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Boot storms and how to avoid them

Are you in the midst of a user mutiny over your VDI boot storm? There's a way out and you don't need a concrete umbrella.
Written by Ken Hess, Contributor

A "boot storm" is the tremendous performance drain experienced when hundreds or thousands of users logon at, or near, the same time in VDI environments. The drag on network throughput, host performance and SAN I/O can be devastating to an unprepared VDI installation. Some of the pressure can be eased by building the environment according to some best practices laid out by virtualization vendors. But, there are a few areas that you might not have considered when constructing your VDI infrastructure. Now, you should consider them, regardless of where you are in your VDI implementation.

In our excitement to toss desktop management to the data center, it's possible that we've made a few mistakes along the way. We didn't expect boot storms to have quite the effect that they have on resources and productivity. It's significant and it's frustrating.

There used to be an old joke around offices that, in the morning, you turn on your computer, go get a cup of coffee, come back and you might see a login prompt. We thought our new, super fast technology would alleviate the need to head for the break room. It hasn't.

There are some solutions to the boot storm dilemma and you can implement them at any stage of your deployment or even in the post-deployment phase.

  • Disable Memory Ballooning - Memory ballooning sounds good in theory but for VDI, it has the opposite from desired effect. When a large number of desktops become active, hosts can run out of RAM, causing paging, *Motioning and very high disk I/O.
  • Use Single vCPU VMs - Most user applications are single-threaded and won't benefit from multiple vCPUs.
  • Timed Boots - You can manage boot storms by having virtual desktops power on in stages prior to user logon. Having the VMs ready for the user also saves time.
  • Optimize Antivirus Scanning - Antivirus software is a necessary evil but can put a drain on resources if not properly configured. Edit settings to Scan on Write, Scan Local Disks Only and exclude scanning the Pagefile.sys file and the Print Spool directory. Additionally, you can make optimizations based on your environment and special conditions.
  • Disable 3D Screen Savers - 3D Screen Savers should be removed from user's desktops or disabled. These screen savers, when engaged, consume CPU power unnecessarily.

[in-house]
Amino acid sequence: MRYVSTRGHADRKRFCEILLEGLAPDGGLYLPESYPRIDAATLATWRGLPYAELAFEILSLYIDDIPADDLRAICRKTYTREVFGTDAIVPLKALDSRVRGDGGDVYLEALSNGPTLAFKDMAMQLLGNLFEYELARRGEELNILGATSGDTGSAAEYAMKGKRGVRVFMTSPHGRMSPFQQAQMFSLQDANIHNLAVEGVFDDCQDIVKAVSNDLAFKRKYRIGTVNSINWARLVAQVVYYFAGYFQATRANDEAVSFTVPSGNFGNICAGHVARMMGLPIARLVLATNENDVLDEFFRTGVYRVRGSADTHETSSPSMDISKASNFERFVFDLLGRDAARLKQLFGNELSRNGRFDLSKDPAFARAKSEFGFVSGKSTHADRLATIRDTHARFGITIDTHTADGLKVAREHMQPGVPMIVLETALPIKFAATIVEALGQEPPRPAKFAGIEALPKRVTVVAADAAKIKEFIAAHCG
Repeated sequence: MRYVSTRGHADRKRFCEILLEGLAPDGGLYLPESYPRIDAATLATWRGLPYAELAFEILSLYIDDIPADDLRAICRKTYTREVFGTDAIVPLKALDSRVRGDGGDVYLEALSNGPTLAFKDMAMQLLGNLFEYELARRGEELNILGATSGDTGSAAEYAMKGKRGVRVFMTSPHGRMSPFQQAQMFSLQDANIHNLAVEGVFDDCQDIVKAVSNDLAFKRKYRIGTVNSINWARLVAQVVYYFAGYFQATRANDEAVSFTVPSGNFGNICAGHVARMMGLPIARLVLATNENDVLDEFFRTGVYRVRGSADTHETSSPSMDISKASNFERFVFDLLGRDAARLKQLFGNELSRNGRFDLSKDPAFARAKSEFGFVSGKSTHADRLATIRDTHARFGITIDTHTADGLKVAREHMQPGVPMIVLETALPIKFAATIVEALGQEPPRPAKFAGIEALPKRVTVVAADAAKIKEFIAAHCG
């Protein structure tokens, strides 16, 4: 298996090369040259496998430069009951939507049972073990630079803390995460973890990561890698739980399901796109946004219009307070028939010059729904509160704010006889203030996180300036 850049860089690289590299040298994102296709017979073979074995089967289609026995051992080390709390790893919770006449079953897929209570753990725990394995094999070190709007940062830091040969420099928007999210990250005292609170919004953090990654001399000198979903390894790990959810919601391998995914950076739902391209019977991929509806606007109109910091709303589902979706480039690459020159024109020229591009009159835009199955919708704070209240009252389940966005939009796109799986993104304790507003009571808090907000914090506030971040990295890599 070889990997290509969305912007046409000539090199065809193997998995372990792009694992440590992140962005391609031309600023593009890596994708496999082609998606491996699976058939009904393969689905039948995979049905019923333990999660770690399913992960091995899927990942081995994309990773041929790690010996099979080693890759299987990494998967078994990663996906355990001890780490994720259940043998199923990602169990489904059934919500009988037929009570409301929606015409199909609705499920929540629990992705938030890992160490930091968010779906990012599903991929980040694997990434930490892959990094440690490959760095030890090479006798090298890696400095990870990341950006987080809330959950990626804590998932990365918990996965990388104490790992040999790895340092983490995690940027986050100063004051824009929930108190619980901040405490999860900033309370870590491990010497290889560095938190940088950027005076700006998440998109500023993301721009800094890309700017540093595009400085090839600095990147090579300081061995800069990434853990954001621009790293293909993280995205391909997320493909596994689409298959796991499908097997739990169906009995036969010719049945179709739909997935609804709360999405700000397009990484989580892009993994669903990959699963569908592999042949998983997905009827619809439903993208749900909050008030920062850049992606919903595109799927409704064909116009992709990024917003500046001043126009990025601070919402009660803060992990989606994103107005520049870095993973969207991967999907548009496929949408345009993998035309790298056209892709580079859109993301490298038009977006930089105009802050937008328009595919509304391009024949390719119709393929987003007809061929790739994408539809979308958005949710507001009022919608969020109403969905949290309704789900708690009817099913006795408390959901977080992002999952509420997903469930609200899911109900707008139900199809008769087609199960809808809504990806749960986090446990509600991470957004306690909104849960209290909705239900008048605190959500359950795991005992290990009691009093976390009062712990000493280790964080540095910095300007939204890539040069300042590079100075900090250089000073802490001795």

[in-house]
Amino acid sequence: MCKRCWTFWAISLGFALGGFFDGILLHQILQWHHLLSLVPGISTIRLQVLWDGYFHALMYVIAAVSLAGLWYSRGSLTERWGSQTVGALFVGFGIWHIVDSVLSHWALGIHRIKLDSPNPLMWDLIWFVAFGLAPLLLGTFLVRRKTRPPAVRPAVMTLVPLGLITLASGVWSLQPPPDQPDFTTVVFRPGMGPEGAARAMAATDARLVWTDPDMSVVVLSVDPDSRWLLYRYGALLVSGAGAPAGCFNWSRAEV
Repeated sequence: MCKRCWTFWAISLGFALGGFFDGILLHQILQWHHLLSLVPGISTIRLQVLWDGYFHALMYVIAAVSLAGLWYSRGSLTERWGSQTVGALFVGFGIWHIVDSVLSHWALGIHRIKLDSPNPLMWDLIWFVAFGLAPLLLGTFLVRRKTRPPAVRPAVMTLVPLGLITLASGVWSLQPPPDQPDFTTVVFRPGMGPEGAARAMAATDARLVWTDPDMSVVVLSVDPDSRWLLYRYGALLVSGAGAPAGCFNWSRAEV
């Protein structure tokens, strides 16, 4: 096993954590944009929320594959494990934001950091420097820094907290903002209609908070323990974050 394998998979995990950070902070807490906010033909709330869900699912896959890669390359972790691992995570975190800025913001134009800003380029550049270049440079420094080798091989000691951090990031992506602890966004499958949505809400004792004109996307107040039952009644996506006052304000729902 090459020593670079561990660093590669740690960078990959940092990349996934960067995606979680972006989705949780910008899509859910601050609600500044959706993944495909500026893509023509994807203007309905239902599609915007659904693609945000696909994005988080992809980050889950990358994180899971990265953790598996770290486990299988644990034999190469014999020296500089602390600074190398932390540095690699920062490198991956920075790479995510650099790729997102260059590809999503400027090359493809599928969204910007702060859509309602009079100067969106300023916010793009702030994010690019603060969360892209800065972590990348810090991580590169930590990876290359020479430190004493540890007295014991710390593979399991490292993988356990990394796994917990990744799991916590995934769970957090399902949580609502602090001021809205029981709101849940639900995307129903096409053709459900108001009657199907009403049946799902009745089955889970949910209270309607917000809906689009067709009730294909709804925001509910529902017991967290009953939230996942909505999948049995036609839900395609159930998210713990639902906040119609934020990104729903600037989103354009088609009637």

• Physical Domain Controllers - Yes, you can run virtual domain controllers but Microsoft still recommends using physical systems for domain controllers.
  • NIC Teaming (Aggregation) - NICs should be teamed for greater throughput.
  • Application Virtualization - Applications should be virtualized as well as operating systems. This simplifies and shrinks "Gold" images to a very supportable size and level of complexity making them easier to deploy and to update.
  • Accurate Network Bandwidth Calculations - If you're still using the old 20Kbps/user calculation, your network will suffer bandwidth latency and a poor user experience. Your estimates should take into account the types of activities that your users in engage in. A more accurate estimate (average) is in the 100Kbps/user range.
  • Proper Storage Configuration - 15K RPM SAS disks or SSDs and RAID configuration choices will determine how well your storage performs in your VDI environment. Experience shows that RAID 10 is a wise choice for VDI because of its speed. VDI environments are generally 70% write/30% read and RAID 10's I/O throughput is necessary for a good user experience. SSDs with their 4,000 to 5,000 IOPS also greatly reduce boot times but at considerable cost. The more affordable 15K RPM SAS disks comparatively lope along at 150 to 180 IOPS.

This list is by no means exhaustive but it will give you a good start. You might see two or three areas where you can make marked improvements by simple reconfiguration and without a major cash outlay.

Although I've written negatively about VDI in the past, I think that SSDs and GigE networking makes it a pretty good solution for companies spending millions in desktop support, especially when coupled with hosted applications.

Boot storms are a product of poorly designed or under-designed VDI implementations. It's a shame too, since VDI isn't cheap. In fact, in up front costs, it's much more expensive than traditional heavy desktop computing. However, it doesn't have to be the painful trip to the coffee pot that it once was. VDI, correctly configured, can be a very pleasant experience and quite economical in the long run. It can also save you from user mutiny and a very different kind of boot storm.

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